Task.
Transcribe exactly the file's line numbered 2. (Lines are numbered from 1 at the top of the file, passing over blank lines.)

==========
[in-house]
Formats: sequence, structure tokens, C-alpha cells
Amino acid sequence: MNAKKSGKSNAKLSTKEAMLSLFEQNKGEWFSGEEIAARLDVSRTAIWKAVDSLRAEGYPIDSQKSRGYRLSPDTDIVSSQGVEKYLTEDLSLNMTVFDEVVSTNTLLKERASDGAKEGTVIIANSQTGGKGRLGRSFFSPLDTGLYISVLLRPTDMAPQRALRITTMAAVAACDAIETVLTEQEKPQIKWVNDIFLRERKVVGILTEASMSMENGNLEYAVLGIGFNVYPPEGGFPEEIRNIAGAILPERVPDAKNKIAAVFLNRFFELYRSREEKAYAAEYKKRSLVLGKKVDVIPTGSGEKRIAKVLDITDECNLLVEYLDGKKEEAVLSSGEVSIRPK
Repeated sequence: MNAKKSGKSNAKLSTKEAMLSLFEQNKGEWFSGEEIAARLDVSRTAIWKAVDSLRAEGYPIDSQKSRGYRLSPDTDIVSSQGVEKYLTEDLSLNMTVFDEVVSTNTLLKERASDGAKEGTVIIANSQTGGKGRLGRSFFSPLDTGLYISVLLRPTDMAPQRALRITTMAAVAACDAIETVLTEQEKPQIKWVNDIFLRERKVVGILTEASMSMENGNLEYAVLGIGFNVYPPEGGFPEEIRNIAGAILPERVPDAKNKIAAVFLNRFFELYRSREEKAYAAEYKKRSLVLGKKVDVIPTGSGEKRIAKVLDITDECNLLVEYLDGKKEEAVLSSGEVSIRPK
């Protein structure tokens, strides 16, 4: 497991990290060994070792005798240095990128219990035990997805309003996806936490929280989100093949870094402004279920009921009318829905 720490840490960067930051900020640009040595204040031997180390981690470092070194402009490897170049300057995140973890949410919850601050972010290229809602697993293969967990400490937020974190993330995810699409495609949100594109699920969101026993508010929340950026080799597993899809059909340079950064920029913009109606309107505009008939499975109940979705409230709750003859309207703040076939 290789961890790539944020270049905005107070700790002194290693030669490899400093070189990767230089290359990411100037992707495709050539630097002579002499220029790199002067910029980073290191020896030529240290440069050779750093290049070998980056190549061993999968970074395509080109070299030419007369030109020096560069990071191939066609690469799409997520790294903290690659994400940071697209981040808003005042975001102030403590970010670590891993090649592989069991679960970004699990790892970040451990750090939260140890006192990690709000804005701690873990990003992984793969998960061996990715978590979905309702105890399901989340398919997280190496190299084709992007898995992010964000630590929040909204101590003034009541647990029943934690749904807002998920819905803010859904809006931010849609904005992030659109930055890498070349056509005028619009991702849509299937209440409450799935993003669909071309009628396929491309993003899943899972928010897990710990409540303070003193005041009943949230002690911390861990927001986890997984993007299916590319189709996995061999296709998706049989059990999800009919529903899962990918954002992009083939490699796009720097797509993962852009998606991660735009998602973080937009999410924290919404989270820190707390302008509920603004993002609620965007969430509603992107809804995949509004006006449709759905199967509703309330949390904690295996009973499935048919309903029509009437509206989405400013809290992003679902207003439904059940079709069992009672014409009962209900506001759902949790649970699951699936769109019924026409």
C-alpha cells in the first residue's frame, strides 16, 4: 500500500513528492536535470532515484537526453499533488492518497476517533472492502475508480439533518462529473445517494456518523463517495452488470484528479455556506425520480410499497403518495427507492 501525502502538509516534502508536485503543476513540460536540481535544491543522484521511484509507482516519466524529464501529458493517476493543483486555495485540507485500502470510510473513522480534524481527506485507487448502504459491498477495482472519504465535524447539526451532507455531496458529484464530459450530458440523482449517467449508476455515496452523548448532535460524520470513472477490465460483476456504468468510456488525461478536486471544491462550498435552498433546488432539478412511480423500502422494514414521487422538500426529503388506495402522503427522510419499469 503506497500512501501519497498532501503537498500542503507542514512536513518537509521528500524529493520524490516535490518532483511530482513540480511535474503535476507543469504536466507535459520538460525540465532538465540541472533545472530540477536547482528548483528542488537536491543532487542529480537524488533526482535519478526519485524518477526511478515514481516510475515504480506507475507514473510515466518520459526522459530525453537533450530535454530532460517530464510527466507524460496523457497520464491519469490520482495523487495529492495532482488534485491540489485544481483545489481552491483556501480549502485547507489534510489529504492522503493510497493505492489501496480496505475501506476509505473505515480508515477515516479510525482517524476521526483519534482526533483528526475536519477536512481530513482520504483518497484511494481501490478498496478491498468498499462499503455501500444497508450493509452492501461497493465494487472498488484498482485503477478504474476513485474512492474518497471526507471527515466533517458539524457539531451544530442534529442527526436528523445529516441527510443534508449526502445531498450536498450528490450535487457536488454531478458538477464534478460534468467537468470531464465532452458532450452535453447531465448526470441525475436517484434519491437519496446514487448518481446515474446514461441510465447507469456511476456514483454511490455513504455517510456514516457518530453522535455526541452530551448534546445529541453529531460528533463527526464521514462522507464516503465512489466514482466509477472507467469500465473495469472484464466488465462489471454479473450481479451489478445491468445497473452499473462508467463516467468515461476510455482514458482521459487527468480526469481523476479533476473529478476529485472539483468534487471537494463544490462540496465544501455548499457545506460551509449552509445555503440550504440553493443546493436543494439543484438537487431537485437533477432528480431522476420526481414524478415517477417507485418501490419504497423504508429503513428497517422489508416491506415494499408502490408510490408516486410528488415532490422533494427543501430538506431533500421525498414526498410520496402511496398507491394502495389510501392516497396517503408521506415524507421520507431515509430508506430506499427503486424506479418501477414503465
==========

Formats: sequence, structure tokens, C-alpha cells